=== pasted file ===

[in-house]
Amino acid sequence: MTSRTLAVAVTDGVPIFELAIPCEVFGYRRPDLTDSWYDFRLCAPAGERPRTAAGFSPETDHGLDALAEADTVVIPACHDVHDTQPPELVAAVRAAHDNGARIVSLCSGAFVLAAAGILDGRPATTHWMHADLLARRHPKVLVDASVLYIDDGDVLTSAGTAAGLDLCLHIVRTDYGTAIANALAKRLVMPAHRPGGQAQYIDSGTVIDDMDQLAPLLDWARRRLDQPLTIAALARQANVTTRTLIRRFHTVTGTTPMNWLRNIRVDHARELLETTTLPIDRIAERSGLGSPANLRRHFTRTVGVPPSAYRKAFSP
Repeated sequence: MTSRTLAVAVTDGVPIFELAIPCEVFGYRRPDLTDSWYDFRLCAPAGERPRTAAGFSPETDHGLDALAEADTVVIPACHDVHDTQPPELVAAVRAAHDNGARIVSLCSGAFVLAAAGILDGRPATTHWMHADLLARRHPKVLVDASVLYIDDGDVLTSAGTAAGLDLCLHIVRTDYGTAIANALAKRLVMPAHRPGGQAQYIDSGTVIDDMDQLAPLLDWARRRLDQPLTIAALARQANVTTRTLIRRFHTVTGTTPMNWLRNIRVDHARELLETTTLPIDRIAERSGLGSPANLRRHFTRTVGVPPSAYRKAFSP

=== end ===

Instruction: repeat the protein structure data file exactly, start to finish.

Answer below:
[in-house]
Amino acid sequence: MTSRTLAVAVTDGVPIFELAIPCEVFGYRRPDLTDSWYDFRLCAPAGERPRTAAGFSPETDHGLDALAEADTVVIPACHDVHDTQPPELVAAVRAAHDNGARIVSLCSGAFVLAAAGILDGRPATTHWMHADLLARRHPKVLVDASVLYIDDGDVLTSAGTAAGLDLCLHIVRTDYGTAIANALAKRLVMPAHRPGGQAQYIDSGTVIDDMDQLAPLLDWARRRLDQPLTIAALARQANVTTRTLIRRFHTVTGTTPMNWLRNIRVDHARELLETTTLPIDRIAERSGLGSPANLRRHFTRTVGVPPSAYRKAFSP
Repeated sequence: MTSRTLAVAVTDGVPIFELAIPCEVFGYRRPDLTDSWYDFRLCAPAGERPRTAAGFSPETDHGLDALAEADTVVIPACHDVHDTQPPELVAAVRAAHDNGARIVSLCSGAFVLAAAGILDGRPATTHWMHADLLARRHPKVLVDASVLYIDDGDVLTSAGTAAGLDLCLHIVRTDYGTAIANALAKRLVMPAHRPGGQAQYIDSGTVIDDMDQLAPLLDWARRRLDQPLTIAALARQANVTTRTLIRRFHTVTGTTPMNWLRNIRVDHARELLETTTLPIDRIAERSGLGSPANLRRHFTRTVGVPPSAYRKAFSP